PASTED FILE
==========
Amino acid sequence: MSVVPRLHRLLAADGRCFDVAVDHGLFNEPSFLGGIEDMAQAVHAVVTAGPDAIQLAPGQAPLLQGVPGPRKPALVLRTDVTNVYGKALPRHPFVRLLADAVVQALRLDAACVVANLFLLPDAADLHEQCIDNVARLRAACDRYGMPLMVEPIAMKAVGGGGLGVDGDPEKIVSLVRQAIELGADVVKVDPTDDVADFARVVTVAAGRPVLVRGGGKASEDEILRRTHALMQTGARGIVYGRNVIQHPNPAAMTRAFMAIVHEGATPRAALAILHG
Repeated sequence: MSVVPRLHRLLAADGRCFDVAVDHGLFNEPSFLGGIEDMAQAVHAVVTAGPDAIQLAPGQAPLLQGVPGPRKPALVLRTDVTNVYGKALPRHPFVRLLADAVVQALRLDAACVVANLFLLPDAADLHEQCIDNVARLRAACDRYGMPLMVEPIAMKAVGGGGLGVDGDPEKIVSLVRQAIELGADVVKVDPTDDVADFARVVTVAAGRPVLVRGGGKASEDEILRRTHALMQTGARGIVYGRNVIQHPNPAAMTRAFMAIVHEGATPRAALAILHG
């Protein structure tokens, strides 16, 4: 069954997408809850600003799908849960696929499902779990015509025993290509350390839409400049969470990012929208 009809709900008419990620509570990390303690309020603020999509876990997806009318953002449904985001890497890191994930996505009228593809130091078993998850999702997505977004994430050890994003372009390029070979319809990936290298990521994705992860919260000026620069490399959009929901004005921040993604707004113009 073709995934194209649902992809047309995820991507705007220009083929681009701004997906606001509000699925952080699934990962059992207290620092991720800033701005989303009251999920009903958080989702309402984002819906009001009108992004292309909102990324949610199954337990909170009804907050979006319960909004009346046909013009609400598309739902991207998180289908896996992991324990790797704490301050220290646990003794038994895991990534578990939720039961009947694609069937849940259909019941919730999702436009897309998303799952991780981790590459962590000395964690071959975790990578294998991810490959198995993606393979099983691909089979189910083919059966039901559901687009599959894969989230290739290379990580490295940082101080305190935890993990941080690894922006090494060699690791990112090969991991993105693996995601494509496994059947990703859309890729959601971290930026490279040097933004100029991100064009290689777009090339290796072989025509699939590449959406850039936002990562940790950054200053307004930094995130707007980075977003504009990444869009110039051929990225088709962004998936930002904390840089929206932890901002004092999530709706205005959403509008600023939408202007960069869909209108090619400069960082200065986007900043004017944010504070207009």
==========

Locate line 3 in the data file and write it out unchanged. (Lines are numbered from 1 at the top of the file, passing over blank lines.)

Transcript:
């Protein structure tokens, strides 16, 4: 069954997408809850600003799908849960696929499902779990015509025993290509350390839409400049969470990012929208 009809709900008419990620509570990390303690309020603020999509876990997806009318953002449904985001890497890191994930996505009228593809130091078993998850999702997505977004994430050890994003372009390029070979319809990936290298990521994705992860919260000026620069490399959009929901004005921040993604707004113009 073709995934194209649902992809047309995820991507705007220009083929681009701004997906606001509000699925952080699934990962059992207290620092991720800033701005989303009251999920009903958080989702309402984002819906009001009108992004292309909102990324949610199954337990909170009804907050979006319960909004009346046909013009609400598309739902991207998180289908896996992991324990790797704490301050220290646990003794038994895991990534578990939720039961009947694609069937849940259909019941919730999702436009897309998303799952991780981790590459962590000395964690071959975790990578294998991810490959198995993606393979099983691909089979189910083919059966039901559901687009599959894969989230290739290379990580490295940082101080305190935890993990941080690894922006090494060699690791990112090969991991993105693996995601494509496994059947990703859309890729959601971290930026490279040097933004100029991100064009290689777009090339290796072989025509699939590449959406850039936002990562940790950054200053307004930094995130707007980075977003504009990444869009110039051929990225088709962004998936930002904390840089929206932890901002004092999530709706205005959403509008600023939408202007960069869909209108090619400069960082200065986007900043004017944010504070207009």